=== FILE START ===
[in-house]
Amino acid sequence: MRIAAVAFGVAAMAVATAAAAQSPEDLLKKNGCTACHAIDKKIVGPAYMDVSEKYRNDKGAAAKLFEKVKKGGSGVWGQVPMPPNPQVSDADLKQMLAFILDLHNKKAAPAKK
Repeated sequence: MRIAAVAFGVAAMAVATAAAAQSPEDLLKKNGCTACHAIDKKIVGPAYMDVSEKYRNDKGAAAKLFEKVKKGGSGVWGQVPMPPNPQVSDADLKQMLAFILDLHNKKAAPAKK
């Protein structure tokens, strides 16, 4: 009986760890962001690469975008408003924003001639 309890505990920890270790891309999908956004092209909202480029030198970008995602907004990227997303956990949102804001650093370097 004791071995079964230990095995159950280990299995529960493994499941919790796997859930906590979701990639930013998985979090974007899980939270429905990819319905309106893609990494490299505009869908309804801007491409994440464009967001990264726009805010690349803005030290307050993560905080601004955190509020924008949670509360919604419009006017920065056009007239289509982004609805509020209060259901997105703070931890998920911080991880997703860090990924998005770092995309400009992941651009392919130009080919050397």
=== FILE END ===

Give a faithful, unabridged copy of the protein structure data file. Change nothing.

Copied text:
[in-house]
Amino acid sequence: MRIAAVAFGVAAMAVATAAAAQSPEDLLKKNGCTACHAIDKKIVGPAYMDVSEKYRNDKGAAAKLFEKVKKGGSGVWGQVPMPPNPQVSDADLKQMLAFILDLHNKKAAPAKK
Repeated sequence: MRIAAVAFGVAAMAVATAAAAQSPEDLLKKNGCTACHAIDKKIVGPAYMDVSEKYRNDKGAAAKLFEKVKKGGSGVWGQVPMPPNPQVSDADLKQMLAFILDLHNKKAAPAKK
């Protein structure tokens, strides 16, 4: 009986760890962001690469975008408003924003001639 309890505990920890270790891309999908956004092209909202480029030198970008995602907004990227997303956990949102804001650093370097 004791071995079964230990095995159950280990299995529960493994499941919790796997859930906590979701990639930013998985979090974007899980939270429905990819319905309106893609990494490299505009869908309804801007491409994440464009967001990264726009805010690349803005030290307050993560905080601004955190509020924008949670509360919604419009006017920065056009007239289509982004609805509020209060259901997105703070931890998920911080991880997703860090990924998005770092995309400009992941651009392919130009080919050397």